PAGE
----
Days of the Cobras…
by Ronnie Hoyle
IT ISN’T all fun and games living on a tropical island although, for the
most part, visitors think it is: there are a few things that you have to
put up with to get the simple life…like ants by the millions and their
cousins, the termites. And snakes, of course.
Termites recently drove me out of a cottage on picturesque Alona Beach
on Panglao Island, Bohol: the hungry little beggars were eating it to
pieces around me and it was threatening to fall down. Okay, not a really
big problem…just take it to pieces and start again: nipa thatch and
coconut lumber are cheap enough, and this cottage had been around for
nearly 18 years and was almost at the end of its’ natural life.
It was when the guys were taking the cottage to bits to oust the
non-paying guests that the troubles began in earnest: they found a cobra
hiding in the walls. It was only just over a foot long…and that was only
the start of the problems. Later in the day another three of various
sizes turned up, and we were hardly at the start of the renovation.
They were all a nice olive-brown to old gold colour with some beautiful
markings around the throat when they flared their hoods…but forget that:
these brothers and sisters all carry deadly venom from the moment they
start life…and I’d been innocently living with them!
Some wags claimed that as I was one of the nice guys, they wouldn’t have
harmed me, so it was alright to stay in the cottage while work was being
done – but even with that flattery I wasn’t taking any chances…not when
a female can lay a clutch of 60 of the venomous little creatures.
The workers and the next door neighbour caught the four and bottled them
up nicely in former plastic water containers and we could all see them
admiring us through their individual see-through prison cells, although
we weren’t quite sure what they were hissing at us: probably threats of
a painful death if they could get free on some dark and stormy night…
They got fed, of course; a few tasty grasshoppers and one or two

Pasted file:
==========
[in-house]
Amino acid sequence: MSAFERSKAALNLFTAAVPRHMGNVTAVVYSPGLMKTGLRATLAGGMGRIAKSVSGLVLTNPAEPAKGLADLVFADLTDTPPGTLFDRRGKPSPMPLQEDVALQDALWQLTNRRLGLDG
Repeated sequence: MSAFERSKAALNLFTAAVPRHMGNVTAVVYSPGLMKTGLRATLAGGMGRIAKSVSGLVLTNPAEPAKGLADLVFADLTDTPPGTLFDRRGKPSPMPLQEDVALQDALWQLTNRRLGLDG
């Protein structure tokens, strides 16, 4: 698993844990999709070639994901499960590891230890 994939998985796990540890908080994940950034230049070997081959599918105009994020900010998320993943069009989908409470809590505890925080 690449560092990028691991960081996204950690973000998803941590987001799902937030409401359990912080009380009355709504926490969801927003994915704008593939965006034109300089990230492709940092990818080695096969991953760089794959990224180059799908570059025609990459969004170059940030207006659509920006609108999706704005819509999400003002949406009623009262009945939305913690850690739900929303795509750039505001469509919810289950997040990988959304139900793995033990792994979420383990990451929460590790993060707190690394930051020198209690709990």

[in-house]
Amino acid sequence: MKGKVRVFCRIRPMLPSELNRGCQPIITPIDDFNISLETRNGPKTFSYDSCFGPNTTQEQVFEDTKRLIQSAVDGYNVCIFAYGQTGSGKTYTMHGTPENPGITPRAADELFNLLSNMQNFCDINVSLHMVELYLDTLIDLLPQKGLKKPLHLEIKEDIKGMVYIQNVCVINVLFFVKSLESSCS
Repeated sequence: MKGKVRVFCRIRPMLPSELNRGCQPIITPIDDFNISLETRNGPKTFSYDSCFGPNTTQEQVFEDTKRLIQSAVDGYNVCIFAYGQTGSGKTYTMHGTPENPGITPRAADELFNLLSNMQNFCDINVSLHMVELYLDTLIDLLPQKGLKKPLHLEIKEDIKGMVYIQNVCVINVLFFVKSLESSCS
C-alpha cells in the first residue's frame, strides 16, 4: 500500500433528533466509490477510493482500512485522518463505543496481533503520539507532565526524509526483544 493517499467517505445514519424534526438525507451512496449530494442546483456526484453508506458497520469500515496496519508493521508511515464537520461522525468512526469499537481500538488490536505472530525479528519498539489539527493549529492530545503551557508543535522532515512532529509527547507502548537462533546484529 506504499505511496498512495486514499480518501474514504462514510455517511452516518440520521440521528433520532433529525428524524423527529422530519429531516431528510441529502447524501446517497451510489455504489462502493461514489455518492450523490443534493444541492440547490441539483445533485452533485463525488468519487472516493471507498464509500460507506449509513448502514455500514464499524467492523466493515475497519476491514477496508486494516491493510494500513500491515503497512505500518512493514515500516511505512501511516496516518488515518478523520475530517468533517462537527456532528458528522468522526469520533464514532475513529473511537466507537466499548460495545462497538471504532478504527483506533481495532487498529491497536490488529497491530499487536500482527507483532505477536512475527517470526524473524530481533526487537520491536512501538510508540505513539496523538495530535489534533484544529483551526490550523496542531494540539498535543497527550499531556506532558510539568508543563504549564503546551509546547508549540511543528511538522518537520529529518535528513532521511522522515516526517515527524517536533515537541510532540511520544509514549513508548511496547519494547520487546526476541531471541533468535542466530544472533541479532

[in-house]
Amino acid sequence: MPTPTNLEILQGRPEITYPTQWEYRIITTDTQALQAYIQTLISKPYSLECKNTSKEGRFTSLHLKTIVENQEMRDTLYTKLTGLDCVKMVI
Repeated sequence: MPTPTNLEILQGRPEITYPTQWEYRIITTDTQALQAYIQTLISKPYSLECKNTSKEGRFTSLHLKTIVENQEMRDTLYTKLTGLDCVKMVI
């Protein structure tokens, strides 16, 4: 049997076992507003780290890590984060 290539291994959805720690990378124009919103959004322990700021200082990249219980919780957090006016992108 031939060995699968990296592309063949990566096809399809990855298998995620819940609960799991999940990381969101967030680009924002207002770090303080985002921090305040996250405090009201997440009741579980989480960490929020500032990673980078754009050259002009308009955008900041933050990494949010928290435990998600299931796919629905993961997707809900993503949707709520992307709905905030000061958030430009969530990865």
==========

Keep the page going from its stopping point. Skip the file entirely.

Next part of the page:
luckless lizards which got caught unaware, although you could see that
most local people just wanted the snakes killed and out of harms way,
and some guys working on the beach for the National Geographic Channel
came to film the find for a future programme.
The problem was that these were only ‘nippers’ and the kids were getting
lonely…and we were getting worried: we could not find mum and dad, not
that either of them are particularly good parents; they just let their
kids run wild and find their own way through life right from the start.
It was just that if the kids were around, so were their parents – and
none of us knew whether the toddlers were the brats of ‘ordinary’ cobras
or the offspring of the fabled king cobra.
Both cobras are native to the Philippines and have claimed human victims
in the past - although it is said that more people actually die from
falling coconuts than from snake bites in the islands - but no one
wanted to get too close for a medical check-up to prove what species
They certainly had black beady eyes and some of the colouration of the
king cobra, even at their age, and that was enough knowledge to be
getting on with. The fact that the locals said it was ‘normal’ to find
them under rocks and in gardens under piles of wood or in leaves only
made it worse.
Some reports claim that the world’s longest poisonous snake, the king
cobra, only lives on Palawan in the Philippines, where they can grow up
to 18 ft from snout to tail tip and ‘stand up’ on their hind end to 3 ft
high before striking out, although they usually end up nearer 12 ft
As for ‘my’ snakes, you can pop along and see them on display at Casa
Nova Garden, Alona Beach, where they are still safely locked up in their
prison cells…until we decide what to do with them after serving their
sentences, and seeing whether they decide to grow up as king cobras or
We may decide to send them up the road to the island’s animal
penitentiary, the Daks and Gams Wildlife Park in the middle of the
island at Lourdes, if they will have them, where the warders there can
look after them for the rest of their lives but, in the meantime, we’re
still hoping to find someone who wants to milk the snakes of their venom
and use their poison to make a serum against their own bite, but so far
no luck. Any offers?
Kilroy Was Here © 2006